Director of University Teaching
Office of Teaching and Learning
University of Denver

Author: francine_glazer

Sep 03, 2014

Design Motivating Courses by First Identifying Why Students are (and are not) Motivated

When we think about how to motivate students, we might assume our students will be motivated by the same goals and values that motivated us, but often that is not the case. If we try to motivate students with the wrong incentives, students disengage from classes and assigned learning activities, avoid doing more than the minimal work needed to get by, fail to use mentoring and tutoring opportunities we create, do not employ effective study strategies we suggest, or behave defensively, feigning understanding and avoiding tasks they believe might challenge their ability to perform. In the long run, all of these behaviors undermine students’ ability to learn.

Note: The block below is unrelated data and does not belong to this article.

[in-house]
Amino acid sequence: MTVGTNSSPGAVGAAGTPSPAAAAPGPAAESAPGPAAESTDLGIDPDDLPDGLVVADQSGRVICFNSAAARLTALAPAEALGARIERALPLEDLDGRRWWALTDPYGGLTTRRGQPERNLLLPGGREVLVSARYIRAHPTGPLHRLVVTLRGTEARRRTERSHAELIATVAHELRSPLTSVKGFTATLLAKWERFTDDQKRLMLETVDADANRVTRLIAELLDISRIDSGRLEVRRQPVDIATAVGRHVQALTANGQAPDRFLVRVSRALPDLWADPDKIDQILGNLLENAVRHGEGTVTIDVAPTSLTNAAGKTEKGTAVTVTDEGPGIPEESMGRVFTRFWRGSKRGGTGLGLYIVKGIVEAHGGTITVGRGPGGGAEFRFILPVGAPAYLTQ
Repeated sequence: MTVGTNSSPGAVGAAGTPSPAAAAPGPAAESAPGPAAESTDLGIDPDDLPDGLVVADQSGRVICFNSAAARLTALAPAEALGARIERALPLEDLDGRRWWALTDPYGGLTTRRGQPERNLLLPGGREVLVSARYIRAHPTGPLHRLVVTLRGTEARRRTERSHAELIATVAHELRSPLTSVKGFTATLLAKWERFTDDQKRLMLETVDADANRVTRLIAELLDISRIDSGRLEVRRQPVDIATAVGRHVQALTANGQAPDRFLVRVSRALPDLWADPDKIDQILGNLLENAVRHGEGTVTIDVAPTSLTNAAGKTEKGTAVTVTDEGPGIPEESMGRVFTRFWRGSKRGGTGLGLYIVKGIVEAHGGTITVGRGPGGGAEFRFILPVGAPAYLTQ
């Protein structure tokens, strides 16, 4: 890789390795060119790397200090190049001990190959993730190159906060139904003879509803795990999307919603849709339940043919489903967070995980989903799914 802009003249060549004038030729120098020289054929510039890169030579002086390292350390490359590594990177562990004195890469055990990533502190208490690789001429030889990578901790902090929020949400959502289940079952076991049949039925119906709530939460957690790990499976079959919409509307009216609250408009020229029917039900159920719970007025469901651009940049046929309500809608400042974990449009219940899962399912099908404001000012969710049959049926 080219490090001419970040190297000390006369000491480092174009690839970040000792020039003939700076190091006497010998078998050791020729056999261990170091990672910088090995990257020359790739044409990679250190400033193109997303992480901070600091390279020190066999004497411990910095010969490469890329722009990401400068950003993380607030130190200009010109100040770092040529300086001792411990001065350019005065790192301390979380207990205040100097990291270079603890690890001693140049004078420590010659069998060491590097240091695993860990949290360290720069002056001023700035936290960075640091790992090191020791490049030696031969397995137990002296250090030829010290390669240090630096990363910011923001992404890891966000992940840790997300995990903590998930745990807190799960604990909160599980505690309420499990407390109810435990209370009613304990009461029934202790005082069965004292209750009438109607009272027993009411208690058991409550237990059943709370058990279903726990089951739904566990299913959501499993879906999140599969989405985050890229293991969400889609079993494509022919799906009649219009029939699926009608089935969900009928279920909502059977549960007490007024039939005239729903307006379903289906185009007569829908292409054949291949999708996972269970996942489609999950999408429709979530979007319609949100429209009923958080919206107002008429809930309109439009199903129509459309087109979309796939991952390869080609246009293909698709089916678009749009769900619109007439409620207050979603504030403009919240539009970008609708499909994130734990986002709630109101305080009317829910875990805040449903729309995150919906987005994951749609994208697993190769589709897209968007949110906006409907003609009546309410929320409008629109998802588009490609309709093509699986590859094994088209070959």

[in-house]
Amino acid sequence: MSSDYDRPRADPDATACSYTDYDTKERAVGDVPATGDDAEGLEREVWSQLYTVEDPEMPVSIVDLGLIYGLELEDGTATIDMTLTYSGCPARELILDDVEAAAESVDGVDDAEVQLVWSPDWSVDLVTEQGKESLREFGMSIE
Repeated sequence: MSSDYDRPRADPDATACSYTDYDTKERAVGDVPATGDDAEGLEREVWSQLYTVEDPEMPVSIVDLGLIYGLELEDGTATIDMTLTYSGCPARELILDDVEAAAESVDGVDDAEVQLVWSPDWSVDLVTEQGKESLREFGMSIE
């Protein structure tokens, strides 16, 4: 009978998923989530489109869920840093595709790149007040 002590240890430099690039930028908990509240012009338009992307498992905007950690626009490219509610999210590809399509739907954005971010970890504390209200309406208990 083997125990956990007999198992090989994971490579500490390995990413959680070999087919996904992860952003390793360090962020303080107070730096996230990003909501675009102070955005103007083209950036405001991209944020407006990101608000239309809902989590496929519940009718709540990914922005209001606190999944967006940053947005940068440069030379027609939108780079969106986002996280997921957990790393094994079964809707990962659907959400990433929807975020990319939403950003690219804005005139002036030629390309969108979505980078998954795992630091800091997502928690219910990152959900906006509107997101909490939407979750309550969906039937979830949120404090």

Ambrose et al. (2010) discuss three factors that influence student motivation in a course. No one factor is definitive; the three work interactively to determine student motivation. If we want to structure our courses to motivate students, we must attend to all three factors:

  • The value a student places on the learning goals.
  • Whether the student expects he/she can achieve the learning goals.
  • Whether the student perceives support in the class – does the student believe course activities and supportive resources will help him/her achieve the learning goals?

Ambrose et al. (2010) describe strategies instructors can use to leverage each factor and improve student motivation.

Establish the value of your learning goals

  • Connect course content and skills to student interests.
  • Create problems and tasks that address real-world problems.
  • Connect content and skills in your course with other courses in the curriculum and describe the connections repeatedly in your course.